Heat rises

evening june

Heat rises from baked earth,

sighs in whisper of thistledown and butterfly wings,

bathes in gold the green beneath

more and more relentless blue,

seeps in the sweet, ripe smell of bird-pecked figs.

Leaves flutter,

flickering the shadowed sunlight where

a blackbird sings softly, a trio of notes,

listening in vain

for stream babble

to finish the line.

Published by

Jane Dougherty

I used to do lots of things I didn't much enjoy. Now I am officially a writer. It's what I always wanted to be.

14 thoughts on “Heat rises”

  1. Perfect late summer poem. The first three lines set the scene perfectly and I love how the blackbird stops short and waits in vain for the stream babble to finish the line.. what a great thought! Your description is lovely and I’ve experienced all of it. Even the fig tree. My dad was an orchardist and in our home garden there was a huge fig tree. I’ve never forgotten how green it was under the canopy of fig leaves, and it did get lots of fruit. Down here fig trees will grow but we don’t get enough hot weather to ripen the fruit.

    1. Thank you! I feel sorry for the birds. It’s been so dry and so hot. The stream is usually dry unless one of the dams upstream has let a little overflow out.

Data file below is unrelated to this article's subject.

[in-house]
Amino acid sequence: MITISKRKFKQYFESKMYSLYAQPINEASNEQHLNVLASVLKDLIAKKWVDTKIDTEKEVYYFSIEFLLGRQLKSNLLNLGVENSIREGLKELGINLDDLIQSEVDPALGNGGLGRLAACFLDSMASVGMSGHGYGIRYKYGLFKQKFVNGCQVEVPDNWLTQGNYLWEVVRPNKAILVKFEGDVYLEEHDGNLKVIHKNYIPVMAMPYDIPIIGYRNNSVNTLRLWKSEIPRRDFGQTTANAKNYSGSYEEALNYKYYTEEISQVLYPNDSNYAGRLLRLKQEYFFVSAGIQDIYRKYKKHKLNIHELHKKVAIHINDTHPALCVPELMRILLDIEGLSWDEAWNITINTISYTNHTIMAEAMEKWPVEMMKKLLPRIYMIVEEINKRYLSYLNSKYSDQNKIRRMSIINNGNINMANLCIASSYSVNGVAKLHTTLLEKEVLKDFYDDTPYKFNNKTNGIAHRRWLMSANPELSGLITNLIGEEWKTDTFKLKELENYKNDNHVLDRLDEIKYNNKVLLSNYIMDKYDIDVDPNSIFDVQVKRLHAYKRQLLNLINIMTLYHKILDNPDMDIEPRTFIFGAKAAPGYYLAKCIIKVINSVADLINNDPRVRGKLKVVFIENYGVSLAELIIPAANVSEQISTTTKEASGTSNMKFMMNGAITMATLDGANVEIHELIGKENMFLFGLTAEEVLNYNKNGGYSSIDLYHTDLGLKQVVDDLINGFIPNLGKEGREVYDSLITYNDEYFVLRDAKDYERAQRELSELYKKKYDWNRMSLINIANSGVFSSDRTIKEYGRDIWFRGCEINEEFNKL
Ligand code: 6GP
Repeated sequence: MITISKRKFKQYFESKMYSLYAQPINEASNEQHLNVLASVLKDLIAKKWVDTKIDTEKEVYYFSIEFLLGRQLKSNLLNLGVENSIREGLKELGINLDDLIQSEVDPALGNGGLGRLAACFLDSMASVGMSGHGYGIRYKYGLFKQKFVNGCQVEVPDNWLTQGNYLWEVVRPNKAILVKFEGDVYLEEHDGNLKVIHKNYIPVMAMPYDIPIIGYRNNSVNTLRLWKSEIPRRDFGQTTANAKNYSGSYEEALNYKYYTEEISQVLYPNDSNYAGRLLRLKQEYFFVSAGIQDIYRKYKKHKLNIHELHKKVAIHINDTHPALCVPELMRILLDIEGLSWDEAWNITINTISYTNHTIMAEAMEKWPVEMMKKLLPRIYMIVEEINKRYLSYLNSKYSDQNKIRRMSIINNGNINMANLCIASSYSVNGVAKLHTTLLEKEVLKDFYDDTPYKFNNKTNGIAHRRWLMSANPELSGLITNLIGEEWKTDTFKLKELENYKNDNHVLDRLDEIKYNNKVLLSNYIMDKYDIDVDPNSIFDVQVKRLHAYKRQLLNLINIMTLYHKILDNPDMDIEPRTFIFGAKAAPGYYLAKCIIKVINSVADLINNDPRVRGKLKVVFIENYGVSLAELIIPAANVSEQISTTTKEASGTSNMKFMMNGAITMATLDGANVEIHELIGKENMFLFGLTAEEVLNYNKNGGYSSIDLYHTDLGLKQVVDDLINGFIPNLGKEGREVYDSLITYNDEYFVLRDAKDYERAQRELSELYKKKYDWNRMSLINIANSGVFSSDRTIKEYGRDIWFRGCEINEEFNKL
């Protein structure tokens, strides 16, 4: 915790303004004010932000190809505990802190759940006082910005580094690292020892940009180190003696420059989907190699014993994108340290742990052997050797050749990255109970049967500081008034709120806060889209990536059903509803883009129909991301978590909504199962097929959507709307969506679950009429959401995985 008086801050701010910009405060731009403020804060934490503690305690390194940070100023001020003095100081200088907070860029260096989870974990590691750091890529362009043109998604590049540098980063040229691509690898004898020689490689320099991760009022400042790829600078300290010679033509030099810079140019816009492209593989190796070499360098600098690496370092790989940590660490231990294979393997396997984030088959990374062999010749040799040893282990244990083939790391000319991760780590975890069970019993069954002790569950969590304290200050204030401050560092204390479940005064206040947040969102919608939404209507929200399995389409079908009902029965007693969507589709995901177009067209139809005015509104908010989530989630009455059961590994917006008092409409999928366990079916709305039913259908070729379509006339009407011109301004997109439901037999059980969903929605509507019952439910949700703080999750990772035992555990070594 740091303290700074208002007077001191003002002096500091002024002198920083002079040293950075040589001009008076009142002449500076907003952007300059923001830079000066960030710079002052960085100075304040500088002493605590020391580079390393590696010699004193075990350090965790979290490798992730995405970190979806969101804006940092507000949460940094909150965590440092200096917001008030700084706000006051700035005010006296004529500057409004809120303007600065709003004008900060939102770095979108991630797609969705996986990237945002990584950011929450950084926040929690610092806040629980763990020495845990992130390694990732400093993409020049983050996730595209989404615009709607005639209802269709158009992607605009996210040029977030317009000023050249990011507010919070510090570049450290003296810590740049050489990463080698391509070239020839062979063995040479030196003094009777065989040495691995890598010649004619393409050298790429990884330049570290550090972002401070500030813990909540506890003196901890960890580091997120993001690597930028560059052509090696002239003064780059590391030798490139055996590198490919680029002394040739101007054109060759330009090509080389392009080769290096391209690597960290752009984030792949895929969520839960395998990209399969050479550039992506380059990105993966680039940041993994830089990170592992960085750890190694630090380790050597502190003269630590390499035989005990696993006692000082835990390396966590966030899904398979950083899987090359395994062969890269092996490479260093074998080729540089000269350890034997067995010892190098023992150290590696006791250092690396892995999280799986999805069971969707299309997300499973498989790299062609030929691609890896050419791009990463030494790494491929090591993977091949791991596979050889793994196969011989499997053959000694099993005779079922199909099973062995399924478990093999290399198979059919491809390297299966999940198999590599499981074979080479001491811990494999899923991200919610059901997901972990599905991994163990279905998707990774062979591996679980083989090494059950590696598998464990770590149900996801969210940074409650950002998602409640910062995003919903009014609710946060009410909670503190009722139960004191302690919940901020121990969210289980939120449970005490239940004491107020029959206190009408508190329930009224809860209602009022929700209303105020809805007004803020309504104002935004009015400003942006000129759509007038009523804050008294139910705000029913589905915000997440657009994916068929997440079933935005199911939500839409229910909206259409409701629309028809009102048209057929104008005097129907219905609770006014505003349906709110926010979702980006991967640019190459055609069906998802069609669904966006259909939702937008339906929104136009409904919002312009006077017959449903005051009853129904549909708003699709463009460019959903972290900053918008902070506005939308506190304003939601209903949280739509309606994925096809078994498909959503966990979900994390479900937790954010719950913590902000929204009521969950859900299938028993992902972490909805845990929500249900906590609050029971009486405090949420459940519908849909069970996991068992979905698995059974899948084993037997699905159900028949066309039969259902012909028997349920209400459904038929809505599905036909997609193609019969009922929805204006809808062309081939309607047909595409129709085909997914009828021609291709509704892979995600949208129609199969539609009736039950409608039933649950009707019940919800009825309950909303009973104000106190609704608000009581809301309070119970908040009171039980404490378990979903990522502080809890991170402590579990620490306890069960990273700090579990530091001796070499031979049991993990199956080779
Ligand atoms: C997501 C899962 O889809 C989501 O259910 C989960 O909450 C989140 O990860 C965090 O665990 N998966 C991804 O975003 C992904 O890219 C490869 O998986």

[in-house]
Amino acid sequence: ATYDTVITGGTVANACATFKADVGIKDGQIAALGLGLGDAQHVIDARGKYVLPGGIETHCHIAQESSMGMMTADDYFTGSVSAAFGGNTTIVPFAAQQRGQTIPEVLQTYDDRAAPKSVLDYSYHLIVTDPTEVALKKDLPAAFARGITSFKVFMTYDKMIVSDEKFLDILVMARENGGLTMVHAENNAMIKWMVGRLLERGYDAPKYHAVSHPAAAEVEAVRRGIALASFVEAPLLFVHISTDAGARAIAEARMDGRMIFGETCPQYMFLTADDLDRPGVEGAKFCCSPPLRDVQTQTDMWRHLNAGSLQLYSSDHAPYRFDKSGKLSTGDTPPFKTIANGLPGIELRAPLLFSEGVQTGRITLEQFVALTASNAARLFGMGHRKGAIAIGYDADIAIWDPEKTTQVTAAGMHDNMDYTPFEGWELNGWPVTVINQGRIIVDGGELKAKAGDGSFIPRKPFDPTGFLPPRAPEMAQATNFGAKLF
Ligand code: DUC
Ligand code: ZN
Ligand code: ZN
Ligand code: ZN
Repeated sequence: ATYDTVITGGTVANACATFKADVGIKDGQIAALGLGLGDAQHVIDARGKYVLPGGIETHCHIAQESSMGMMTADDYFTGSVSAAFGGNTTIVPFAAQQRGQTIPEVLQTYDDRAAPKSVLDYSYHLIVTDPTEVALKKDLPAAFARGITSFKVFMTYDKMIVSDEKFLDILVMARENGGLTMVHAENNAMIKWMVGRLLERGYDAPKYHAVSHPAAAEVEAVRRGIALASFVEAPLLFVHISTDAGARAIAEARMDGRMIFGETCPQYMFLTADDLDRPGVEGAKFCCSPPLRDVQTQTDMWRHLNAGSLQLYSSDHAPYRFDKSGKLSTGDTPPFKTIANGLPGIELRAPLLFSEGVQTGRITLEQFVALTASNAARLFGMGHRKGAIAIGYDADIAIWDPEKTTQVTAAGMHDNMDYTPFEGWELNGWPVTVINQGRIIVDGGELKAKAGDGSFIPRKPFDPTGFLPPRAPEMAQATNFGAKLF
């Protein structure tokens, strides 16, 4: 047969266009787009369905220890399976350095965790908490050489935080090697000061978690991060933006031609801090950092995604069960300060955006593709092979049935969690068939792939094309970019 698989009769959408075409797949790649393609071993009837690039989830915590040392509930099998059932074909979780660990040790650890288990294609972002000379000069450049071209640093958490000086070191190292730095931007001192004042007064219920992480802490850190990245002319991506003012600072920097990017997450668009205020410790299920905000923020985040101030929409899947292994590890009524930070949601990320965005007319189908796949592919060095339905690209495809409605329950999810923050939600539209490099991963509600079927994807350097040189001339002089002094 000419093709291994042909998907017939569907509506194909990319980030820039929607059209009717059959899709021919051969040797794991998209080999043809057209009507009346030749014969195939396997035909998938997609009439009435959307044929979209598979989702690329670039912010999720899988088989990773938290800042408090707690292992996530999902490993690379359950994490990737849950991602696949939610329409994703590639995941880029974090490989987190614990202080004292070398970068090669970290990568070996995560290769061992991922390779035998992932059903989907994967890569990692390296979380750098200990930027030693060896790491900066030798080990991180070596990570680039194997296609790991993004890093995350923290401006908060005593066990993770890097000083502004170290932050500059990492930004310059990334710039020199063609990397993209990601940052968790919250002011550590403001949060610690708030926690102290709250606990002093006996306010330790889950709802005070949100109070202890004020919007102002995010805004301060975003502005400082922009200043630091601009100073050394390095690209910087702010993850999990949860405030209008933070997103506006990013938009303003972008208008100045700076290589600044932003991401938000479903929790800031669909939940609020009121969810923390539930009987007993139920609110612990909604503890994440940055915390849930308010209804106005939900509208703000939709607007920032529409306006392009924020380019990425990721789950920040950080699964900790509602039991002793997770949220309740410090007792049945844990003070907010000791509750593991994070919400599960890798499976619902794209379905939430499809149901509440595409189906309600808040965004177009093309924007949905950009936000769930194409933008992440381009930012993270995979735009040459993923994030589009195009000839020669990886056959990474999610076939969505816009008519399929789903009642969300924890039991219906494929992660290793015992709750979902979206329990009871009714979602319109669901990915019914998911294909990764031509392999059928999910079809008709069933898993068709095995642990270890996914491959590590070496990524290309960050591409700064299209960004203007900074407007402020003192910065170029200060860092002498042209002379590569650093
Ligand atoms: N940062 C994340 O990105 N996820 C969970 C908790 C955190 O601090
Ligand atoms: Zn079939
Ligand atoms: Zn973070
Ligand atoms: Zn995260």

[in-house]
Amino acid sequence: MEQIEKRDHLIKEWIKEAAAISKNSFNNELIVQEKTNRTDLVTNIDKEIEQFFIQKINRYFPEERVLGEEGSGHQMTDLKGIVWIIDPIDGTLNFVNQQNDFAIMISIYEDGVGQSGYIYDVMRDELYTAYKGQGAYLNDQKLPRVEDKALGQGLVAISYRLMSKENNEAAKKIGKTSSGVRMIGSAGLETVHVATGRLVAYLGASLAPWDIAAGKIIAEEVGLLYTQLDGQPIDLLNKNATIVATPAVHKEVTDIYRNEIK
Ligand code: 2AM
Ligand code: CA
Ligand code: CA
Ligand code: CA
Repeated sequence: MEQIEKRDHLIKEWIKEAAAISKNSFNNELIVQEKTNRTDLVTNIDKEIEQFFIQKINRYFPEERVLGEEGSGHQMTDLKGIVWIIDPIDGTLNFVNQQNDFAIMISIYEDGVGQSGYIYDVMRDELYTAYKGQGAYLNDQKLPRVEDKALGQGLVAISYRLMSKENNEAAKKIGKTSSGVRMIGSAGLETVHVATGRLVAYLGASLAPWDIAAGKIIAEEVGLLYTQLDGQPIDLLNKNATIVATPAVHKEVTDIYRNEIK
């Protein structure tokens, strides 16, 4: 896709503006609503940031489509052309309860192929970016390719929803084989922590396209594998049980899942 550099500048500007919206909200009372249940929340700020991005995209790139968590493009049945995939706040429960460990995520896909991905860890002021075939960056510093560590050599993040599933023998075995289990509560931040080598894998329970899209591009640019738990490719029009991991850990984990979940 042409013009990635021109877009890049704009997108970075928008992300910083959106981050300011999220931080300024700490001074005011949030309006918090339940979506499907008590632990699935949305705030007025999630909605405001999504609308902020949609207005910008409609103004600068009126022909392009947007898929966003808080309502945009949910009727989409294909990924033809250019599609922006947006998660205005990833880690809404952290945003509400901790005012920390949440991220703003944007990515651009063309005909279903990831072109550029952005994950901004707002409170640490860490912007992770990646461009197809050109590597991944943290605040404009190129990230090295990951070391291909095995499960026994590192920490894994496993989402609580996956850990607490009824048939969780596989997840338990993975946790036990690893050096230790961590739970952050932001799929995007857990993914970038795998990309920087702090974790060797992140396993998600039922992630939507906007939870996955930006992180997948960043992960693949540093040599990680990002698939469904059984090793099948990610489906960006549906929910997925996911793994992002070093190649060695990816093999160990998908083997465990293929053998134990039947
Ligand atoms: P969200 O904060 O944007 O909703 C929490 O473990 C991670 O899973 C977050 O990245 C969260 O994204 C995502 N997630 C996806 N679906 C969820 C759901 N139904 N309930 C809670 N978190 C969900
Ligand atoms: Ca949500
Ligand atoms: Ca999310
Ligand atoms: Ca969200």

There were hardly any figs last year but this year there have been masses. They used fruit trees for field boundaries here, and the lane is overhung by fig, different varieties of plum, peach and quince trees. It smells delicious 🙂

      1. I think the previous generation of farmers round here thought of it as paradise. Almost all of them are descended from Italians from the Veneto region who migrated here between the wars. So many men died during the First World War that the farms in the region were abandoned for lack of labour to work them. The French government offered the land to Italian migrants for practically nothing. They were the poorest of the poor in Italy and flocked to take up the offer. They planted trees just for the hell of it, because they could 🙂

      2. It was and they were grateful for the opportunity. Very few ever went back and now they are second generation born in France and of Italian, they only have the names.

    1. We’re having another burst of summer, temperatures still in the mid-nineties and not a drop of rain. The crows are getting cranky, nattering to themselves and attacking the poor buzzards.

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